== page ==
COMMITTEE DISCUSSION AND ANALYSIS
The committee itself met over that same weekend and then in weekly conference calls. Using the focus-group recommendations as a starting point,
the committee developed four key recommendations (labeled A through D in this report), which it ranked, and 20 actions to implement them. It assigned ratings of either most urgent or urgent to each of the four recommendations. They are summarized here. Specific implementing actions are discussed in later sections of this report.
10,000 Teachers, 10 Million Minds, and K–12 Science and Mathematics Education. Increase America’s talent pool by vastly improving K–12 science and mathematics education.
Sowing the Seeds Through Science and Engineering Research. Sustain and strengthen the nation’s traditional commitment to long-term basic research that has the potential to be transformational to maintain the flow of new ideas that fuel the economy, provide security, and enhance the quality of life.
Best and Brightest in Science and Engineering Higher Education. Make the United States the most attractive setting in which to study and perform research so that we can develop, recruit, and retain the best and brightest students, scientists, and engineers from within the United States and throughout the world.
Incentives for Innovation. Ensure that the United States is the premier place in the world to innovate; invest in downstream activities such as manufacturing and marketing; and create high-paying jobs that are based on innovation by modernizing the patent system, realigning tax policies to encourage innovation and the location of resulting facilities in the United States, and ensuring affordable broadband access.
Unless the nation has the science and engineering experts and the resources to generate new ideas, and unless it encourages the transition of those ideas through policies that enhance the innovation environment, we will not continue to prosper in an age of globalization. Each recommendation represents one element of an interdependent system essential for US prosperity.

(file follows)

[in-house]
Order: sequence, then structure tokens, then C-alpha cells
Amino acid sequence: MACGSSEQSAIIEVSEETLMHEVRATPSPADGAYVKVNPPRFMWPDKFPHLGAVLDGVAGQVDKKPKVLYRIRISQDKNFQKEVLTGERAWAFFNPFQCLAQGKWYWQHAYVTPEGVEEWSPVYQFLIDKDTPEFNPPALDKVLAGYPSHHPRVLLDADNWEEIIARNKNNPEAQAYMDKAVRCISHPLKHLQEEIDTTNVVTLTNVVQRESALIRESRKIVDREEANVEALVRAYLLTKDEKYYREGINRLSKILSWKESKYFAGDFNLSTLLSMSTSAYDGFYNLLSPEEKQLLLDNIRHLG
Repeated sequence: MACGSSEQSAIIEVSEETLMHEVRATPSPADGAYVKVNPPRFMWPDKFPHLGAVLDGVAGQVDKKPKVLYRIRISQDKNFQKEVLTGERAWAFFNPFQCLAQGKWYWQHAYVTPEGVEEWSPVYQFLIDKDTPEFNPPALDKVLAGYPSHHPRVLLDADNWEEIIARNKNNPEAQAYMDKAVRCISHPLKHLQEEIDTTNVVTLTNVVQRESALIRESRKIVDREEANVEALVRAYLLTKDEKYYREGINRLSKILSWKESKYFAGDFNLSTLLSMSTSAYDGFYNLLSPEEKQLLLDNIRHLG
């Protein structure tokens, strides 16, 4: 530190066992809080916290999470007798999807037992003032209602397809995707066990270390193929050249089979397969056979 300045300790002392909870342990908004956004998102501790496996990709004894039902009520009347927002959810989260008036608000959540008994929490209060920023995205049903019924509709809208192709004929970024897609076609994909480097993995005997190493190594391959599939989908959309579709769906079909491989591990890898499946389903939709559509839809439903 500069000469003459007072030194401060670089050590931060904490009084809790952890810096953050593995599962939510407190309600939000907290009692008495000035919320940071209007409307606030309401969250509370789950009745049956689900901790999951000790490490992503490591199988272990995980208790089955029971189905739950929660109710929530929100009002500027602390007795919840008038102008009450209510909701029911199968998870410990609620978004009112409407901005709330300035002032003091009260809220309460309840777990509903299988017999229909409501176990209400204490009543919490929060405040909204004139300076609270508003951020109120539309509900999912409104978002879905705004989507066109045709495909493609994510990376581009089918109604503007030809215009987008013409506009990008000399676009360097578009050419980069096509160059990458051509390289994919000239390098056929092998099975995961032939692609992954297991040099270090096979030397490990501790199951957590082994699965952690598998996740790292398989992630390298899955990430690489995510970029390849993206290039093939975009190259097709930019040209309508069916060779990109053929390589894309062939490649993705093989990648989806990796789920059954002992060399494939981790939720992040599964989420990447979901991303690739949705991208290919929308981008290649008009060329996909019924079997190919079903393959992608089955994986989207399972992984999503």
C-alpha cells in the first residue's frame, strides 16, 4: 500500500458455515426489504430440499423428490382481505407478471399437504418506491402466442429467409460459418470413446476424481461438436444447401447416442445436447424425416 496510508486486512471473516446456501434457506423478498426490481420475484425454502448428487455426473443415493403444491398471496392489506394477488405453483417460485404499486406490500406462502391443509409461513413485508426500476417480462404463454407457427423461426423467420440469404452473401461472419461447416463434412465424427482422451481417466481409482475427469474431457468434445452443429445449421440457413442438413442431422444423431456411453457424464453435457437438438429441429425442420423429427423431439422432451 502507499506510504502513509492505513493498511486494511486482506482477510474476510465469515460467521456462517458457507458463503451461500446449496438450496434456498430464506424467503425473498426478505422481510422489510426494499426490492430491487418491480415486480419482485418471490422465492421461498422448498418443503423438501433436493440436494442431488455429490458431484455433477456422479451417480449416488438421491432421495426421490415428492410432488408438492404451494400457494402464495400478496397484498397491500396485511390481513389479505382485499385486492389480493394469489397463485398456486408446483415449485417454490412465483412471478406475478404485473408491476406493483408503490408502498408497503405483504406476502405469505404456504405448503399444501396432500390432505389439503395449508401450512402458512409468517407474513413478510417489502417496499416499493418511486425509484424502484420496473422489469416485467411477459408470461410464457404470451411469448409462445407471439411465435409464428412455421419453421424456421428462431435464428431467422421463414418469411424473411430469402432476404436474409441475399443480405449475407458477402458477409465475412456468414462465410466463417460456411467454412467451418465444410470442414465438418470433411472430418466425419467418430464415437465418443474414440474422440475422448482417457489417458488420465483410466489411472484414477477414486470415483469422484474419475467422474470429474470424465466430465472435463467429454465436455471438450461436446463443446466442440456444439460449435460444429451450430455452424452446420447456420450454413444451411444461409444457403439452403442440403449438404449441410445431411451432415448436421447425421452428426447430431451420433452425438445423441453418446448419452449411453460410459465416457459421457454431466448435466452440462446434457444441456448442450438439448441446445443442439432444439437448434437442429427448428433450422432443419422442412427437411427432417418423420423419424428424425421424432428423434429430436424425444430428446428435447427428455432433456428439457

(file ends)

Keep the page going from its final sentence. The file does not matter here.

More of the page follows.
Some of the committee’s proposed actions and programs involve changes in the law. Some require substantial investment. Funding would ideally come from reallocation of existing funds, but if necessary, via new funds. The committee believes the investments are small relative to the return the nation can expect in the creation of new high-quality jobs, inas-
much as economic studies show that the social rate of return on federal and private investment in research is often 30% or more (Tables 2-1 and 2-2). The committee fully recognizes the extant demands on the federal budget, but it believes that few problems facing the nation have more profound implications for America than the one addressed herein and, thus believes, that the investment it entails should be given high priority.
The committee has been cautious in its analysis of information. However, the available information is, in some instances, insufficient for the committee’s needs. In addition, the limited timeframe to develop the report (10 weeks from the time of the committee’s meeting to report release) is inadequate to conduct an independent analysis. Even if unlimited time were available, definitive analysis of many issues is simply not possible given the uncertainties involved.
The recommendations in this report rely heavily on the experience, consensus views, and judgments of the committee members. Although the committee consists of leaders from academe, industry, and government—including several current and former industry chief executive officers, university presidents, researchers (including three Nobel prize winners), and former presidential appointees—the array of topics and policies covered in this study is so broad that it was impossible to assemble a committee of 20 members with directly relevant expertise in each. The committee has therefore relied heavily on the judgments of experts in the study’s focus groups, additional consultations with other experts, and the panel of 37 expert reviewers.
The recommendations herein should be subjected to continuing evaluation and refinement. In particular, the committee encourages regular evaluations to determine the efficacy of its policy recommendations in reaching the nation’s goals. If the proposals prove successful, more investment may be warranted. If not, programs should be modified or dropped from the portfolio.
The committee’s recommendations are the fundamental actions the nation should take if it is to prosper in the 21st century. Just as “reading, writing, and arithmetic” are essential for any student to succeed—regardless of career—“education, research, and innovation” are essential if the nation is to succeed in providing jobs for its citizenry.